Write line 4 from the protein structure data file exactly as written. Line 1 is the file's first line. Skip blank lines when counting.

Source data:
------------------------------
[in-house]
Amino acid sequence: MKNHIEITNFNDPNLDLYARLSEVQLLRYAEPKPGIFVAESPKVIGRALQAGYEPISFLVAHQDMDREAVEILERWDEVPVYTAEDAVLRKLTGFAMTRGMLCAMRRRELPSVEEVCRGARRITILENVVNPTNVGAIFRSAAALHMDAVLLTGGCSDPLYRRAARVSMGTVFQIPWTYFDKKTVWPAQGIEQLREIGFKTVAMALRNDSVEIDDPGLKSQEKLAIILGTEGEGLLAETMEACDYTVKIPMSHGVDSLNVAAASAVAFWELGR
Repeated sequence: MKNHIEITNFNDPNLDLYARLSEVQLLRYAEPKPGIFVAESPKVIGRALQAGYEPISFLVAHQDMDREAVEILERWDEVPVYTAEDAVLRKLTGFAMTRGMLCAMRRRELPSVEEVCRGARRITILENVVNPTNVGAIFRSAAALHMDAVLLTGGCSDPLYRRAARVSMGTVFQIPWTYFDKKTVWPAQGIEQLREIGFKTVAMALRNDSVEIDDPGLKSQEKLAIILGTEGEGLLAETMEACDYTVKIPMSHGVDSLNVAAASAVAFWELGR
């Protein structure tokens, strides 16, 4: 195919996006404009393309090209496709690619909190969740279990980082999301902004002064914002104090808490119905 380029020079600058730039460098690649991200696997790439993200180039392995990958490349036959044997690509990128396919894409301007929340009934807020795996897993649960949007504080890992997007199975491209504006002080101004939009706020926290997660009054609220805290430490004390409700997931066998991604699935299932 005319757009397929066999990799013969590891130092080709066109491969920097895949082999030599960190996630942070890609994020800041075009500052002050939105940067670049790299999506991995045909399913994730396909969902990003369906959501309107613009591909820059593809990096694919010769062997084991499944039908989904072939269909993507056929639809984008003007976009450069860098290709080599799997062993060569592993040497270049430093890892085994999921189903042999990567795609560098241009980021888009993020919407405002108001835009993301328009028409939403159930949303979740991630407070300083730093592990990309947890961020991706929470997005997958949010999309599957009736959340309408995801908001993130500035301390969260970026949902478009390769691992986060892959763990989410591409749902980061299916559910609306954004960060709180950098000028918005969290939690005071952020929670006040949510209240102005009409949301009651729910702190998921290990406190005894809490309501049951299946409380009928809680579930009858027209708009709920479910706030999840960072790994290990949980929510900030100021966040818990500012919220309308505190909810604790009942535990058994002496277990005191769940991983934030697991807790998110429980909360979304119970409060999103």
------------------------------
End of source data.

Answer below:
């Protein structure tokens, strides 16, 4: 195919996006404009393309090209496709690619909190969740279990980082999301902004002064914002104090808490119905 380029020079600058730039460098690649991200696997790439993200180039392995990958490349036959044997690509990128396919894409301007929340009934807020795996897993649960949007504080890992997007199975491209504006002080101004939009706020926290997660009054609220805290430490004390409700997931066998991604699935299932 005319757009397929066999990799013969590891130092080709066109491969920097895949082999030599960190996630942070890609994020800041075009500052002050939105940067670049790299999506991995045909399913994730396909969902990003369906959501309107613009591909820059593809990096694919010769062997084991499944039908989904072939269909993507056929639809984008003007976009450069860098290709080599799997062993060569592993040497270049430093890892085994999921189903042999990567795609560098241009980021888009993020919407405002108001835009993301328009028409939403159930949303979740991630407070300083730093592990990309947890961020991706929470997005997958949010999309599957009736959340309408995801908001993130500035301390969260970026949902478009390769691992986060892959763990989410591409749902980061299916559910609306954004960060709180950098000028918005969290939690005071952020929670006040949510209240102005009409949301009651729910702190998921290990406190005894809490309501049951299946409380009928809680579930009858027209708009709920479910706030999840960072790994290990949980929510900030100021966040818990500012919220309308505190909810604790009942535990058994002496277990005191769940991983934030697991807790998110429980909360979304119970409060999103």